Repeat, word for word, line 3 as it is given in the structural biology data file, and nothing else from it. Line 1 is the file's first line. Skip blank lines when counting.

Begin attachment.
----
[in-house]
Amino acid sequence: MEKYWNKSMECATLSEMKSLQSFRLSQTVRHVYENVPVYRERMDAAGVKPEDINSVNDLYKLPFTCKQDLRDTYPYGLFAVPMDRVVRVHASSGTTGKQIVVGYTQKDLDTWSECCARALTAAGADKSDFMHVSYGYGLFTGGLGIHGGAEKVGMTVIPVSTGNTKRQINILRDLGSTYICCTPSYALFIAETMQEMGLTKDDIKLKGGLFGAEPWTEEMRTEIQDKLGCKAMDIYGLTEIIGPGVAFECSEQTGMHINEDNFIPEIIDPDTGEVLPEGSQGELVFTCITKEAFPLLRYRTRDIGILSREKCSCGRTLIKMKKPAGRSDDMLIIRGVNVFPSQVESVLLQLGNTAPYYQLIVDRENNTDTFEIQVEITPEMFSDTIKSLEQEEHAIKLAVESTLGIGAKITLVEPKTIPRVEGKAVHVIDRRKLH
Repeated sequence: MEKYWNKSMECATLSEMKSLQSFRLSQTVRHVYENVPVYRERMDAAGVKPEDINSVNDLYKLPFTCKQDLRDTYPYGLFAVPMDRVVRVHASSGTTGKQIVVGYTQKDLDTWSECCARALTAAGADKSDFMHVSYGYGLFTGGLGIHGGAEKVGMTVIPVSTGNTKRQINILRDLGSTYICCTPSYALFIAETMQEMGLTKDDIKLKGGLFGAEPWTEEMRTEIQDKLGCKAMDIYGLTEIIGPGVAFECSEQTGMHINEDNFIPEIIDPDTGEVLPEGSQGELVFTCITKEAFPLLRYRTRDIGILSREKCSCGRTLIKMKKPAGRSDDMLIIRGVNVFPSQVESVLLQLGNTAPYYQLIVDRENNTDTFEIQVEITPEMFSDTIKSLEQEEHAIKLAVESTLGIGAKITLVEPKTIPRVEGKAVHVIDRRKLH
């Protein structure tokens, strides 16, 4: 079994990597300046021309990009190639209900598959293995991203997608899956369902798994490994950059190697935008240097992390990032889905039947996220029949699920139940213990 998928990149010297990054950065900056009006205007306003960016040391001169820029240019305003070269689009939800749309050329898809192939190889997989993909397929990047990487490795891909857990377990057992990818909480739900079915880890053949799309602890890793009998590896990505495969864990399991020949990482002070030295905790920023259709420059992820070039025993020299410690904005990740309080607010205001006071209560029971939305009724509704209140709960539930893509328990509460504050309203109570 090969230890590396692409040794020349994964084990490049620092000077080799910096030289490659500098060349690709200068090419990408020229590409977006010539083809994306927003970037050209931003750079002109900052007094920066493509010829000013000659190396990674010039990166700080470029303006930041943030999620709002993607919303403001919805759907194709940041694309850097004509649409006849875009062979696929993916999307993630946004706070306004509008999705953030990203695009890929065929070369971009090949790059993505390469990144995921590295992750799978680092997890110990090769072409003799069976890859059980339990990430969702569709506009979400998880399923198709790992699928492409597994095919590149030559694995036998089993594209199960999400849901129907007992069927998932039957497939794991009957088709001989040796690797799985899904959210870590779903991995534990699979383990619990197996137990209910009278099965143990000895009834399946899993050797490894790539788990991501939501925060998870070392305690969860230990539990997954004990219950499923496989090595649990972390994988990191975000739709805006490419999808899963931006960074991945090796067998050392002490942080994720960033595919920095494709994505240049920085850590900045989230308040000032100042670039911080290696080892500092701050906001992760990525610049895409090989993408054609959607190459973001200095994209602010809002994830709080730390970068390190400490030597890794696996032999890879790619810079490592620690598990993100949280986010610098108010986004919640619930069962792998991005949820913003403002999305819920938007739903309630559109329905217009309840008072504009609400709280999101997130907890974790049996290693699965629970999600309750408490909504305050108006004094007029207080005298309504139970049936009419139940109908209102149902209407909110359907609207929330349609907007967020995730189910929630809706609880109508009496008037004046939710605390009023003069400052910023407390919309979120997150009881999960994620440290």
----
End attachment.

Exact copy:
Repeated sequence: MEKYWNKSMECATLSEMKSLQSFRLSQTVRHVYENVPVYRERMDAAGVKPEDINSVNDLYKLPFTCKQDLRDTYPYGLFAVPMDRVVRVHASSGTTGKQIVVGYTQKDLDTWSECCARALTAAGADKSDFMHVSYGYGLFTGGLGIHGGAEKVGMTVIPVSTGNTKRQINILRDLGSTYICCTPSYALFIAETMQEMGLTKDDIKLKGGLFGAEPWTEEMRTEIQDKLGCKAMDIYGLTEIIGPGVAFECSEQTGMHINEDNFIPEIIDPDTGEVLPEGSQGELVFTCITKEAFPLLRYRTRDIGILSREKCSCGRTLIKMKKPAGRSDDMLIIRGVNVFPSQVESVLLQLGNTAPYYQLIVDRENNTDTFEIQVEITPEMFSDTIKSLEQEEHAIKLAVESTLGIGAKITLVEPKTIPRVEGKAVHVIDRRKLH